Yesterday's post may have moped too long in the land of "What if it's too late?" Throughout the time since I wrote it, I've come across items that give me hope. It's almost as if the universe is trying to tell me something!
Last night, I flipped through a book to find this quote from Thomas Merton: "There can be an intense egoism in following everybody else. People are in a hurry to magnify themselves by imitating what is popular--and too lazy to think of anything better. Hurry ruins saints as well as artists. They want quick success and they are in such a haste to get it that they cannot take time to be true to themselves. And when the madness is upon them they argue that their very haste is a species of integrity." (from New Seeds of Contemplation)
I find it somewhat ironic that I found this quote in Todd Henry's The Accidental Creative: How to Be Brilliant at a Moment's Notice. It's the kind of book that gives us tips and techniques for organizing our time and ideas, the kind of book where I find I'm already doing a lot of these techniques--and I do have the idea that Merton might say we're not really listening to his quote.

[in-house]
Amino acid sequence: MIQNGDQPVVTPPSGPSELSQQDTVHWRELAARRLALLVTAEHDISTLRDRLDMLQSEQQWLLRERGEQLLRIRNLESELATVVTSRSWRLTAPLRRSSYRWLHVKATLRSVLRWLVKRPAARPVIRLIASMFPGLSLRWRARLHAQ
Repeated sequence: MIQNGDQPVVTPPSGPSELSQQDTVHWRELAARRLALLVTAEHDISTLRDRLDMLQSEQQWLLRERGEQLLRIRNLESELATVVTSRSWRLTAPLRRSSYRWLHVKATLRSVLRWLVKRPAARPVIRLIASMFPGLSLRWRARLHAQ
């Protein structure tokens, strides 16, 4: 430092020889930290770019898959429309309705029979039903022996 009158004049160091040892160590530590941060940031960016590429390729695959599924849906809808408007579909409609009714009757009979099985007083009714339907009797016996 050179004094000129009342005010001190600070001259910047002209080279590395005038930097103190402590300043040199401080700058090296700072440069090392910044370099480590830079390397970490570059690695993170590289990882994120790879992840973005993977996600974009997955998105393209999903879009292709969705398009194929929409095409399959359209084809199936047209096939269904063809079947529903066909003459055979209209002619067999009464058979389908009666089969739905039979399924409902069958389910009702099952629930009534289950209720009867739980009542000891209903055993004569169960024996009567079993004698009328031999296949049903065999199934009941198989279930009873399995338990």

There's a fascinating post at the Monkey See blog that reflects on book writing, book promoting, and the role of social media. Martha Woodruff has posted a whole series, in fact. I love all of her posts on the process of writing the first book. And what I love more is what I learned from listening to this story: Martha Woodruff is 64! Maybe it's not too late for me.
And if you find this kind of writing about writing inspiring, don't miss this site: http://theamericanscholar.org/daily-scholar/writing-lessons/. Every Monday there's a new post, and they're fairly short, but full of wisdom.
And then, yesterday, there was this piece on NPR about a fascinating art project that plants a ceramic poppy for every British and colonial life lost during World War I: 888,246 ceramic poppies.
Let me pause a minute for that # to sink in--and that's only British and colonial lives--not French, not German, not U.S. And it doesn't count the injured.
So, let me take a minute of gratitude here: even if my poems are never collected in a book, I still have the freedom to write, the time, the support of those who love me. Those blessings are not small. I am not in a war zone. I have fresh water just by turning the tap. I have a roof over my head and food in the fridge.
Publication that comes later or not at all suddenly seems like an insignificant thing to fret about.
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